This is the introductory blog article for a four-part blog series created with masters students receiving a Hirschmann foundation scholarship. The goal for the multidisciplinary group of future decision-makers was to develop visions on where sharing economy approaches could be implemented to improve our society as a whole.
At a time when climate activists block roads, environmental scientists warn society of drastic consequences if we do not change the way we live, and other inequalities beyond the subject of the climate crisis are still omnipresent, sharing economy seems to present one pathway to encounter these current global thematics. Sharing economy can be defined as a type of economy where the production or consumption of goods is shared with peers or the society as a whole. Coworking spaces, peer-to-peer learning programs and carsharing are just a few examples of how the sharing economy mindset is already integrated into our daily lives today.
On a broader scale, sharing economies are a promising avenue to help reach some of the UN Sustainable Development Goals (SDGs), that aim to serve as a “shared blueprint for peace and prosperity for people and the planet, now and into the future”. SDGs No.4 “Quality Education”, No.11 “Sustainable Cities and Communities” or No.12 “Responsible Consumption and Production” are all dependent on people within societies giving and taking material and immaterial things (e.g. a person gives her expertise in a certain domain and gets education in another domain). Thereafter, it is a globally relevant question if, and if yes, how we can make use of the concept of sharing economy in order to reach a more sustainable and equitable society.
Empowering the younger generation to redesign our social and economic life
As today’s children and youth will form the core of future societies, they will be most impacted by the decisions and actions taken in the present. That is why younger generations should be empowered as active agents that think about forms of economies that are more sustainable, while at the same time taking responsibility for the society they wish to live in. It is therefore crucial that young people from different walks of life, social standings and academic backgrounds are involved in decision-making and take ownership when it comes to developing holistic solutions for current and future societies.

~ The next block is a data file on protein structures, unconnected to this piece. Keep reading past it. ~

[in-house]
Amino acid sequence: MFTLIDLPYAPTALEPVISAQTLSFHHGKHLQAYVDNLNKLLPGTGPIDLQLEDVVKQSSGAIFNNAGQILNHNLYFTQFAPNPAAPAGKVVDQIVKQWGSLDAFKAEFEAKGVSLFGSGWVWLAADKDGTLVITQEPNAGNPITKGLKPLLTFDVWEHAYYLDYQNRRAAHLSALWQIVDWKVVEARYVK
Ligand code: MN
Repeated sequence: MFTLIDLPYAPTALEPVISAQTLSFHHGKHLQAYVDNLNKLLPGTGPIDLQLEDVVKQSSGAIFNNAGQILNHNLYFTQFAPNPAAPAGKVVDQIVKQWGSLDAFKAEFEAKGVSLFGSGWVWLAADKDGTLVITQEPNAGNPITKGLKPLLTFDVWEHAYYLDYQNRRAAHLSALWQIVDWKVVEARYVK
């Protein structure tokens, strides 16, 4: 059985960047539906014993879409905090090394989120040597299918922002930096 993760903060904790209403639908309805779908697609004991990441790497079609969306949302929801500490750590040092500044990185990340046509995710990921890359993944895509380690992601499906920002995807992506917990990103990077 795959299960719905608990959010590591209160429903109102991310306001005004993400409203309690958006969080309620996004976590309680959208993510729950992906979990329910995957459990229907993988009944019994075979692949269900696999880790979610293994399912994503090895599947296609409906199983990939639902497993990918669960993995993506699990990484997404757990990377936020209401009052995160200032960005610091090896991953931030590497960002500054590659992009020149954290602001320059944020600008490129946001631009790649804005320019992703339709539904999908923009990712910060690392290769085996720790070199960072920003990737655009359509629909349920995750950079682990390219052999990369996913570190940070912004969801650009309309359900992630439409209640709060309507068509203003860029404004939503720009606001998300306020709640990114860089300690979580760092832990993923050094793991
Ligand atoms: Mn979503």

This is exactly the approach pursued in a joint project by foraus, the Hirschmann foundation and the Lucerne University of Applied Sciences and Arts (HSLU). Throughout the autumn semester, 27 excelling masters students granted the Hirschmann Scholarship at Swiss Universities of Applied Sciences ideated on new application potentials for sharing economies. The goal for the multidisciplinary group of future decision-makers was to develop visions on where sharing economies could be implemented to improve our society as a whole. The fundamental question explored in a kick-off workshop moderated by foraus was: “What could we share radically in the next five years that would make the world a more sustainable and equitable place for our grandchildren?” During the workshop the grant holders first gathered different fields of society where sharing economy approaches could be applied to make lived realities for humans more inclusive, sustainable and efficient.
Digital collaboration across disciplines and countries
After the workshop, the cohort continued to develop their ideas into blog articles on Policy Kitchen, the collaborative ideation platform co-developed by foraus. Throughout these months, building on the lively discussions from the workshop evening, the 27 authors came up with three blog posts about their visions of how sharing economies can help us to create a more sustainable and equitable world for future generations.
The results are well worth the read: three differentiated blog articles capture the perspective of young people with different backgrounds, encompassing the desires, problems and goals of sharing economies in three different areas of life.
Leisure for People and the Planet, analyses affordability, accessibility, and sustainability as three major factors for leisure activities, and how they could be improved through different forms of sharing.
Sharing Economy Entering the Service Market of Education, identifies potential for furthering knowledge sharing through measures such as universal internet access, virtual education platforms, innovative teaching methods and alternative forms of knowledge-production.
Family Beyond Blood Relations: Care Work as a Community Service, demonstrates how sharing know-how, responsibilities and time resources beyond the nuclear family unit presents a great potential to overcome current problems such as overcrowded medical institutions, missing support in communities, social isolation and inaccessible care knowledge.
We thank the Hirschmann foundation for their kind support of this four-part blog series on sharing economies.
Cover Image: Linn Nora Henz (2023)